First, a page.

– How do Marxist frameworks which foreground the constitutive unevenness, inequality, asynchronicity and complexity of global capitalist relations (e.g. Dependency Theory, World Systems Theory, Modes of Production debates) complicate centralist conceptions of the plan? 

– How do conceptions and experiences of composition and decomposition constrain or realise the socialisation of means of production?

– How can we make an historical-materialist analysis of the successes and failures of contemporary post-capitalist experiments without romanticising them? How do they dismantle and/or reproduce capitalist social relations? 

– How can we de-centre the debates on post-capitalism by learning from indigenous, black, queer, anti-ableist, feminist perspectives/struggles and intellectual debates/scholarship from the Global South?

– What does it mean to think about post-capitalism in the context of the destruction of economic infrastructures and livelihoods by settler colonialism? What do alternative economies in Palestine’s anti-colonial struggles teach us about the connection between political and economic liberation?

– How can we adopt a critical perspective on the historical “socialist” experiments in the Soviet Union, Eastern Europe, South/Central America, Caribbeans and Africa whilst also exploring their unfulfilled potentials? 

– How can we rethink the relationship between digital and physical technologies/infrastructures and post-capitalist alternatives? 

– Is a left-wing government that might implement post-capitalist alternatives transforming social relations possible?

– What are the complex emotions experienced by activists while building, maintaining alternatives and failing? How do we make sense of revolutionary rage, joy, hope, faith, solidarity as much as fatigue, burnout, fallout, melancholy and despair?

– Can speculative fiction, utopian and futurist thinking be used as an aid for working-class struggle?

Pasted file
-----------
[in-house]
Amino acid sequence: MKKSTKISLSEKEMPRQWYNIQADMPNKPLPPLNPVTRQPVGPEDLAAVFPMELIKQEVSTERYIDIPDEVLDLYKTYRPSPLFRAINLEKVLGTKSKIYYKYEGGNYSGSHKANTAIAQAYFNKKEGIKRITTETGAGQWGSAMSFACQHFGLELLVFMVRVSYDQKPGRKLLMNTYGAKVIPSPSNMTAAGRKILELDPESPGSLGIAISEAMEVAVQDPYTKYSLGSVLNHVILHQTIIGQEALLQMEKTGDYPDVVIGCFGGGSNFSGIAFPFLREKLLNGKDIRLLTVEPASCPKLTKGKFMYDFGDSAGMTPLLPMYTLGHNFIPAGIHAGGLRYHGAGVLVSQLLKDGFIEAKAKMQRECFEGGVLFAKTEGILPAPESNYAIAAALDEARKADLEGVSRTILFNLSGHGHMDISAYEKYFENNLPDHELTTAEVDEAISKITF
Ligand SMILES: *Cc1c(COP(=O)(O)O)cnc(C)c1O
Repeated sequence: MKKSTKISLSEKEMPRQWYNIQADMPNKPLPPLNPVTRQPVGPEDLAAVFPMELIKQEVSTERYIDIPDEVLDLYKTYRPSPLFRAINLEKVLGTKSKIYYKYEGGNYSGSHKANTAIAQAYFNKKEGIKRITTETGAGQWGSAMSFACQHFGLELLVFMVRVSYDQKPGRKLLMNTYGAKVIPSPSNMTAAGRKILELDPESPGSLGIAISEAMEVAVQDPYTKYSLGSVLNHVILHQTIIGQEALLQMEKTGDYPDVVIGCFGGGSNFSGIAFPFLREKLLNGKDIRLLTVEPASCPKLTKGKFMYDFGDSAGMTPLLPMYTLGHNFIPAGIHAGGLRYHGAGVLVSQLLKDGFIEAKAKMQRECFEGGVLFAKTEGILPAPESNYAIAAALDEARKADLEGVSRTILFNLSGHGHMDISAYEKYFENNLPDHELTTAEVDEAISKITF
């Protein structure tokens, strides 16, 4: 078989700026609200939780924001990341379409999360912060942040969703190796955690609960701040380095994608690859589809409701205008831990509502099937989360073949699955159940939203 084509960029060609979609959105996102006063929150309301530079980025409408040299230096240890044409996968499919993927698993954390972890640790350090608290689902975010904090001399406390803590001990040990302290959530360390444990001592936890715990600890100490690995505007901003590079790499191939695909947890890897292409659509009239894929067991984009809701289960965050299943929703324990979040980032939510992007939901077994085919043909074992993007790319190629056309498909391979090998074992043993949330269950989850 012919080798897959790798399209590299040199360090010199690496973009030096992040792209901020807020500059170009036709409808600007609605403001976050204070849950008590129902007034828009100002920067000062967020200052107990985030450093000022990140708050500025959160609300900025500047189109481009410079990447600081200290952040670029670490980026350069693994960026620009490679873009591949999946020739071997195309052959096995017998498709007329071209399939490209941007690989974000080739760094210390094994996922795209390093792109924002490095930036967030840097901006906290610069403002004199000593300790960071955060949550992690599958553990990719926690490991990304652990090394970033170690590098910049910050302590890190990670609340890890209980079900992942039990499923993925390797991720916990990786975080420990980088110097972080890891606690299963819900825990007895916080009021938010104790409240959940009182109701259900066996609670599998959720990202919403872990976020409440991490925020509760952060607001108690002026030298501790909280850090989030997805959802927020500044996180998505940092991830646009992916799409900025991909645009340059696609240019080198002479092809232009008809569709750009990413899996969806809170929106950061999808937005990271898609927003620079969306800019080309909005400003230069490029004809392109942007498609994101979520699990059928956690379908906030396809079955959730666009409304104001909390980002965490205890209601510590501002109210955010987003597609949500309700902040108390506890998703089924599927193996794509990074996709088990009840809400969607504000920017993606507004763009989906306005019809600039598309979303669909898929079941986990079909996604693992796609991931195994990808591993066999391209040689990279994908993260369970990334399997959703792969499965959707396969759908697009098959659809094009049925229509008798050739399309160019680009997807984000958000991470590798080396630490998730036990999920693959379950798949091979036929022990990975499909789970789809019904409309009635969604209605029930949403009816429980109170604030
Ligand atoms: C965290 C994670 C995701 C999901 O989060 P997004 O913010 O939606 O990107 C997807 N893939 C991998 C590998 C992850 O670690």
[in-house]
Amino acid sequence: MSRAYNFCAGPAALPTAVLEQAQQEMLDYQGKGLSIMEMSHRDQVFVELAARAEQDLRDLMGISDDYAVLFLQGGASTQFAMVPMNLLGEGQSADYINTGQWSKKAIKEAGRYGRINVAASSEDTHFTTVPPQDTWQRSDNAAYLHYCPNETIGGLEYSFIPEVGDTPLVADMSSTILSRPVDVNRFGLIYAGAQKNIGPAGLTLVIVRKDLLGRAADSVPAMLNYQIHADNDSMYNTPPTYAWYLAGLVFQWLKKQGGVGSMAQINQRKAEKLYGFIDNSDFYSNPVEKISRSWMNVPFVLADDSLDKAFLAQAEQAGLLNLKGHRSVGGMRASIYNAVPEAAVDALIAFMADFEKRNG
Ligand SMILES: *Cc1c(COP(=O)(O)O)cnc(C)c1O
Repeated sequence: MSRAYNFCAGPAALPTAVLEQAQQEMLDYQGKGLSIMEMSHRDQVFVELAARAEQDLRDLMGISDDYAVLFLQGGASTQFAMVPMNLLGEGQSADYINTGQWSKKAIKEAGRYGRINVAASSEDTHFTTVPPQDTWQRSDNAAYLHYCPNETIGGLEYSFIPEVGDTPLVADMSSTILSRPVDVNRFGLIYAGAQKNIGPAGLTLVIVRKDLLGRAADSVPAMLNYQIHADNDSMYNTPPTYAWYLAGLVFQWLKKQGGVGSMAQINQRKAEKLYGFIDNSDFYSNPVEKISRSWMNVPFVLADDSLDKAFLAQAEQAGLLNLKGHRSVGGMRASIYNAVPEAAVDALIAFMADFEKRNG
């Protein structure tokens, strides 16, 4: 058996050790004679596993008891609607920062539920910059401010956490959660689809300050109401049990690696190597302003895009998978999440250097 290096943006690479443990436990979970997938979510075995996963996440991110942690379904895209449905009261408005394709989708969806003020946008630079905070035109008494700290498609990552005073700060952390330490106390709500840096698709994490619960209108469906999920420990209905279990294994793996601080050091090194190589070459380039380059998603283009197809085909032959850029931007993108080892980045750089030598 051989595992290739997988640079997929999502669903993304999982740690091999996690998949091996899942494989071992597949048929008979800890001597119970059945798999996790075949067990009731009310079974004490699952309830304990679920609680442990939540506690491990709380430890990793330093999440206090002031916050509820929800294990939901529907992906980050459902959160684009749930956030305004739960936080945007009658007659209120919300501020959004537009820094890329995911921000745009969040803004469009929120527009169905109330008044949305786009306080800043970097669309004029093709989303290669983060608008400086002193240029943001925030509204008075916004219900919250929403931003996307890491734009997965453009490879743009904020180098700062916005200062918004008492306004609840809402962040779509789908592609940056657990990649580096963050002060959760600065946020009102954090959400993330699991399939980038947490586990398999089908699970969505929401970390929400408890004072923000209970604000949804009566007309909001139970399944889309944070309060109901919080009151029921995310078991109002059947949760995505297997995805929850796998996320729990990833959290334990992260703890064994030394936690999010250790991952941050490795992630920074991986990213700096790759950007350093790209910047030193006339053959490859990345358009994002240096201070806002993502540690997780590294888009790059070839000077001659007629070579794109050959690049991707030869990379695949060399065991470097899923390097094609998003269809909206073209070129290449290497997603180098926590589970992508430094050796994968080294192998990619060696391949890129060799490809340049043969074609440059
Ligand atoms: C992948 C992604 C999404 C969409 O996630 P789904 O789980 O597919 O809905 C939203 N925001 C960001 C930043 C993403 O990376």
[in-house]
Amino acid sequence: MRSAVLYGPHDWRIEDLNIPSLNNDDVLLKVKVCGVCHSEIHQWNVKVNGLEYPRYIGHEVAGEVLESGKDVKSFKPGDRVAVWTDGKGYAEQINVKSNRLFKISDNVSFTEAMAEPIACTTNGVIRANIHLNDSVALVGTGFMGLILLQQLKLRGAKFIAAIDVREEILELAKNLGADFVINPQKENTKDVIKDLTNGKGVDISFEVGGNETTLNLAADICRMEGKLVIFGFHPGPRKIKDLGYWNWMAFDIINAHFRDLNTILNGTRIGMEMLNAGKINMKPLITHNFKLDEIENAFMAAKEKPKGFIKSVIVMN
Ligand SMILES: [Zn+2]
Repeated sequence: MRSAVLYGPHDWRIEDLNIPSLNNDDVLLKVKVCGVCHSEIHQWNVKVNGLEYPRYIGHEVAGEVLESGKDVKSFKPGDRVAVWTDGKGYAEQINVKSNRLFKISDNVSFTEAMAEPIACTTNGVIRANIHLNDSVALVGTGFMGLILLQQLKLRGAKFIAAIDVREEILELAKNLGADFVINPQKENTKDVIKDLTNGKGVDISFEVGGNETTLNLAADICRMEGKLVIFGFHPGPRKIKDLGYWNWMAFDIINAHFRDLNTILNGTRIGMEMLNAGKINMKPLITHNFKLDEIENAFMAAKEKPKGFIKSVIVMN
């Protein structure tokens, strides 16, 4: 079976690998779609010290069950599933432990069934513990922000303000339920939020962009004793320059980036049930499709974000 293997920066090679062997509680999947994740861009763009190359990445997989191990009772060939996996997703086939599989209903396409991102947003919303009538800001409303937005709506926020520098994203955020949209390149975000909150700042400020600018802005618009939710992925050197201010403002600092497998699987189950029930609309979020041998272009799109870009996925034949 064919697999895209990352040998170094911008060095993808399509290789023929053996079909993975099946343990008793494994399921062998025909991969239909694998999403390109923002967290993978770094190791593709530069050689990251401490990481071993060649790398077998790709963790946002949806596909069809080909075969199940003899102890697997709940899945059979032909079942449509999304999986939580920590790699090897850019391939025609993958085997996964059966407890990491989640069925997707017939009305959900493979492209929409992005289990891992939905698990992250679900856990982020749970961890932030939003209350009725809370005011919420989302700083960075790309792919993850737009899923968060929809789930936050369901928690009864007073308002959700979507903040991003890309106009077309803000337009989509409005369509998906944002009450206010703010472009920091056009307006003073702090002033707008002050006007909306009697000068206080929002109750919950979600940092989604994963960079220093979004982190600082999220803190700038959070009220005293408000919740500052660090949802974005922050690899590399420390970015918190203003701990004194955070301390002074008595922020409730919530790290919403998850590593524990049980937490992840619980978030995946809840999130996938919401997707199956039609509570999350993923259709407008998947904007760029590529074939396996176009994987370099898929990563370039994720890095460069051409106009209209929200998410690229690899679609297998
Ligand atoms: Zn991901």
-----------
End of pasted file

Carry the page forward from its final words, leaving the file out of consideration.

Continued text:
– How can contemporary scientific developments in quantum physics, fractal geometry, chaos theory, neurosciences, evolutionary biology inform the way we anticipate change and post-capitalist economies?

Complete panel proposals of three or four persons and roundtables on specific themes, books, or concepts are also encouraged. If you would like to discuss a proposal in advance, please email: conference@historicalmaterialism.org 

Please note that this is an in-person conference only – a rationale for which can be found in the general call for papers. Online presentations will not be permitted. Participants will be expected to take part in the whole of the conference (not just their session or the day of their session) and to make themselves available for the scheduling of their session at any point during the entirety of the three and half days.

Individual proposals for papers and panels must include: i) Names of participants with e-mails, phone numbers and institutional affiliations. Where there is more than one participant, we require a clear indication of a corresponding author. ii) Title and abstract of the paper or panel. In the case of a paper, please submit an abstract of no longer than 300 words. In the case of a panel, please submit an overarching description of 300 words, names and details of each participant and abstracts for individual papers.

When submitting, please indicate that your paper or panel is intended for the Post-capitalism Stream. Please also ensure that all contact information and institutional affiliations are accurate and up-to-date.

The deadline for submissions is Friday 31 May 2024. Partial submissions may be rejected.

Submit a paper or panel proposal here

For all enquiries about the conference please contact: conference@historicalmaterialism.org